Best of luck with your new fling! My fling became the book that landed me an agent!

Diana said...

Found you ISWSG! I started a YA fantasy novel and got about half way throught it before I got burned out. It sat in my hard drive for a while, and when I opened it again, I decided to start from scratch. It has now morphed into a NA fantasy/romance and is going a lot more smoothly. Do I regret the time I spent on the original? Not a bit because it brought me to this one!

Jennifer R. Hubbard said...

I wrote a book at the same time as my first published one, rewrote and polished it for close to a year between my first and second published books, and ultimately put it aside. But I've used pieces of it in later projects.
Sometimes I go back to old projects and give them new life. So you never know.

Nick Wilford said...

I identify with this a lot because my first novel took nearly three years too. I really believed in it, but it was never as good as I thought it should be. And yeah - too much time and you just want out... but you learn a ton and that's what it's all about!

Lionel said...

I have written a story that remains in the drawer. I always go back to it, thinking it's no good, and then when I read it, I think, "that's not too bad." Unfortunately, "not too bad," isn't good enough. I am happy to tell you that I finally figured out what to do with it. I have cannibalized bits and pieces that I really like for other stories. I also really like the theme, so I think I'll keep that and just have to do a total rewrite some day. Thanks for sharing, I really enjoy the conversation.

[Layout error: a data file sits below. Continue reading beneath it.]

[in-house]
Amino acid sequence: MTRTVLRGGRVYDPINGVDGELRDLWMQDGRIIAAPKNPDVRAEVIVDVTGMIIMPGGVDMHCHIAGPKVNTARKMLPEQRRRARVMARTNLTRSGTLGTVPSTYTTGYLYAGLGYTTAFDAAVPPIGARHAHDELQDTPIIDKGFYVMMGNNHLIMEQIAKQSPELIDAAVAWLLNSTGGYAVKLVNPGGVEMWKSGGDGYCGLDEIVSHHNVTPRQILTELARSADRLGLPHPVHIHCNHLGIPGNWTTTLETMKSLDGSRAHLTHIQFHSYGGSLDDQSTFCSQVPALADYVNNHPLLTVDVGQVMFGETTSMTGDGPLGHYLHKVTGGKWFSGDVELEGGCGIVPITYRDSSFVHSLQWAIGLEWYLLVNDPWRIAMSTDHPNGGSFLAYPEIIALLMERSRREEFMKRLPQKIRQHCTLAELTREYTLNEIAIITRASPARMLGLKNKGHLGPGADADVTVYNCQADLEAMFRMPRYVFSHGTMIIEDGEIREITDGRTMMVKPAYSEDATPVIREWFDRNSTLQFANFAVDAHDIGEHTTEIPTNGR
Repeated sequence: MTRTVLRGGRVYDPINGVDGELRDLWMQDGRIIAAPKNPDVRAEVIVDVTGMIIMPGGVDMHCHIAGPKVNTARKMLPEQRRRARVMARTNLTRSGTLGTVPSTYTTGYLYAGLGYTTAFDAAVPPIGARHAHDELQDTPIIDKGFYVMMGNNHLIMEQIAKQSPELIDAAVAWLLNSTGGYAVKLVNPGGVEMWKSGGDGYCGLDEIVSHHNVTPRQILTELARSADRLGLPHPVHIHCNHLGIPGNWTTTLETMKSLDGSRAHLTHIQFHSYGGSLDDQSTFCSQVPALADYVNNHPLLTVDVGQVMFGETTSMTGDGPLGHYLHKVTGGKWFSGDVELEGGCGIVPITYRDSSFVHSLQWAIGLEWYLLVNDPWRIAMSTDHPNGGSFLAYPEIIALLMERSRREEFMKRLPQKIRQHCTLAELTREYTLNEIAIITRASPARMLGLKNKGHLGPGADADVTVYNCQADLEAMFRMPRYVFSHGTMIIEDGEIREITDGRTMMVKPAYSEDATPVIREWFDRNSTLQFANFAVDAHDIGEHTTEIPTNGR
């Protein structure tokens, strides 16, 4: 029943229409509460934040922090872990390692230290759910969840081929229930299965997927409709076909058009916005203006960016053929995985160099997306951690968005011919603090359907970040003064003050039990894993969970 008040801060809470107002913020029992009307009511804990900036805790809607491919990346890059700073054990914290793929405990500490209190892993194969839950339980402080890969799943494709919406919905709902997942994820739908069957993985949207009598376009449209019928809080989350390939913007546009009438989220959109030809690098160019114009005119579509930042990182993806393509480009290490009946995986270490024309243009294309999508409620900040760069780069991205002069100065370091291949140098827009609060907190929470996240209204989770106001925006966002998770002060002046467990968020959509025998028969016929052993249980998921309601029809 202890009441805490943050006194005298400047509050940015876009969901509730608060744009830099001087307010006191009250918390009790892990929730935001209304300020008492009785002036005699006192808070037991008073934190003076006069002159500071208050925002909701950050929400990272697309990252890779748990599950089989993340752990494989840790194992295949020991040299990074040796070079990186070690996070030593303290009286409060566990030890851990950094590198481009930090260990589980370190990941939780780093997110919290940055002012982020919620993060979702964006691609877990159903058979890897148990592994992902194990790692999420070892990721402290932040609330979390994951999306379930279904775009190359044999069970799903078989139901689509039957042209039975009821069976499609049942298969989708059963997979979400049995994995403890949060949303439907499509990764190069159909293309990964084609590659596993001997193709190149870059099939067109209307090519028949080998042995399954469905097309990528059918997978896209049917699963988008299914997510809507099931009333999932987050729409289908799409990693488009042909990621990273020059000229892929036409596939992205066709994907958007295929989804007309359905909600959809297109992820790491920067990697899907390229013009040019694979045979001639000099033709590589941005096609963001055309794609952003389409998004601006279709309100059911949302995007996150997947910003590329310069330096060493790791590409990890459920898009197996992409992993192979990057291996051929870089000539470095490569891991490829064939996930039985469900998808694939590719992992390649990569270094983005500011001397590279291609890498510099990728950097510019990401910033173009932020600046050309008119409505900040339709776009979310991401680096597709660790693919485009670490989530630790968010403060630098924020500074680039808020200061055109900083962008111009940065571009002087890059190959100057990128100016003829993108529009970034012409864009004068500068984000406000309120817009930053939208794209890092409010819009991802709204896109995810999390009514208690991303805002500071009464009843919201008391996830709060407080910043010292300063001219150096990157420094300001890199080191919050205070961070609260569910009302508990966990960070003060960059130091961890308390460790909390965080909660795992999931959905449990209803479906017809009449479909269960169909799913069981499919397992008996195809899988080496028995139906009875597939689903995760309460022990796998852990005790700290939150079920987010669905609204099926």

Paul R. Hewlett

kittyhietala said...

Great post! I have this fear that this will happen with my current WIP (which has been a "current" for far too long). But then I think that I should be willing to give it up if it is truly not going to be able to be sold someday. I went to a book signing a few nights ago where Amanda Hocking was signing her new book and she said that she has written something like 25 books - but only published half of that. So I keep telling myself that if this first MS of mine turns out to just be "practice" then I *should* be okay with that, right?

Cynthia said...

Daisy: I'm glad your recent fling came with a happy ending! It's hard to shelve something, but I can see the benefit of quitting while you're still ahead.

Diana: I'm glad to hear that you're exploring the NA genre...and it's true, writing is never wasted, even if you don't use all of it.

Jennifer: Glad to hear you were able to "recycle" stuff you've written.

Nick: The journey of a writer definitely comes with lots of learning opportunities.

Paul: Sometimes I feel the way you do about stuff I'd written too.

Kittyhietala: It's possible that your current WIP might still end up in a bookstore someday. Good luck.

S.P. Bowers said...

I do have stories and parts of stories that I will never finish or try to see published. Fortunately not too many. We'll see if this one is added to the pile. At this point I've been working on it for three years but I still feel strongly that it has a chance.

Corey Schwartz said...

Yes, I definitely agree.. writing is never wasted! You learn from each and every draft!